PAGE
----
(Punctuation and footnotes omitted.) Head v. State, 276 Ga. 131, 135(6), 575 S.E.2d 883 (2003). Accordingly, in giving play to his wit or wing to his imagination, counsel may analogize the defendant to another well-known defendant “if the analogy is supported by facts in evidence. [Cit.]” Carr v. State, 267 Ga. 547, 555(7)(a), 480 S.E.2d 583 (1997). Based on this principle, the Supreme Court of Georgia has held that analogies comparing the defendant to Richard Jewell (Head, supra, 276 Ga. at 135-136(6), 575 S.E.2d 883), the Menendez brothers (Carr, supra, 267 Ga. at 555(7), 480 S.E.2d 583(a)), Jim Jones (Robinson v. State, 257 Ga. 194, 196(4), 357 S.E.2d 74 (1987)), the Nazis (Forehand v. State, 235 Ga. 295(1), 219 S.E.2d 378 (1975)), the Viet Cong (Martin v. State, 223 Ga. 649, 650-651(2), 157 S.E.2d 458 (1967)), and well-known murderers such as Charles Manson, David Berkowitz, and Jeffrey Dahmer (Hudson v. State, 273 Ga. 124, 127-128(5), 538 S.E.2d 751 (2000)), were permissible where an evidentiary basis for the respective comparison was in the record. See Hunt v. State, 180 Ga.App. 103, 106-107(3), 348 S.E.2d 467 (1986).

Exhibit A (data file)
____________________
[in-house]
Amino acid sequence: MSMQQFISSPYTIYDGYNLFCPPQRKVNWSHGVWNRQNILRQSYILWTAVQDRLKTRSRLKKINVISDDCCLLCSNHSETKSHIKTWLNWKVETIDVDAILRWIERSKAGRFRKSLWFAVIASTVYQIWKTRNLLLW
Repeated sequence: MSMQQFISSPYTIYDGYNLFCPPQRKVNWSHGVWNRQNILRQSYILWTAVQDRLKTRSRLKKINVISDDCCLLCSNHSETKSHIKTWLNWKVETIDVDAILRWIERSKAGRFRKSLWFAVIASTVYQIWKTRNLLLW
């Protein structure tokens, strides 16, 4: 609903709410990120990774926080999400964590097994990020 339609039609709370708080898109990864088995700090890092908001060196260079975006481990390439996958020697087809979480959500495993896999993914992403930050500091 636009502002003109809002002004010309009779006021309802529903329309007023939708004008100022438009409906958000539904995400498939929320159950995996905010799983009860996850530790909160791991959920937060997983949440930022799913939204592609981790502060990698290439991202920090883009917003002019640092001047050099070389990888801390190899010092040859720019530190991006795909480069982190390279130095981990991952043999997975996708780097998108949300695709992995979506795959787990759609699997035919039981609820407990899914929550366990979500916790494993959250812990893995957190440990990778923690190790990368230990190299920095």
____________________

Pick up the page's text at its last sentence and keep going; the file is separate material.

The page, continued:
Here the evidence showed James committed an armed robbery and sought to elude police. Thus, analogizing him to the well-known armed robber figure of Jesse James, who eluded police for years, was a permissible inference from the evidence, and the trial court did not abuse its discretion in denying a motion for mistrial based on this analogy. See Hunt, supra, 180 Ga.App. at 107(3), 348 S.E.2d 467.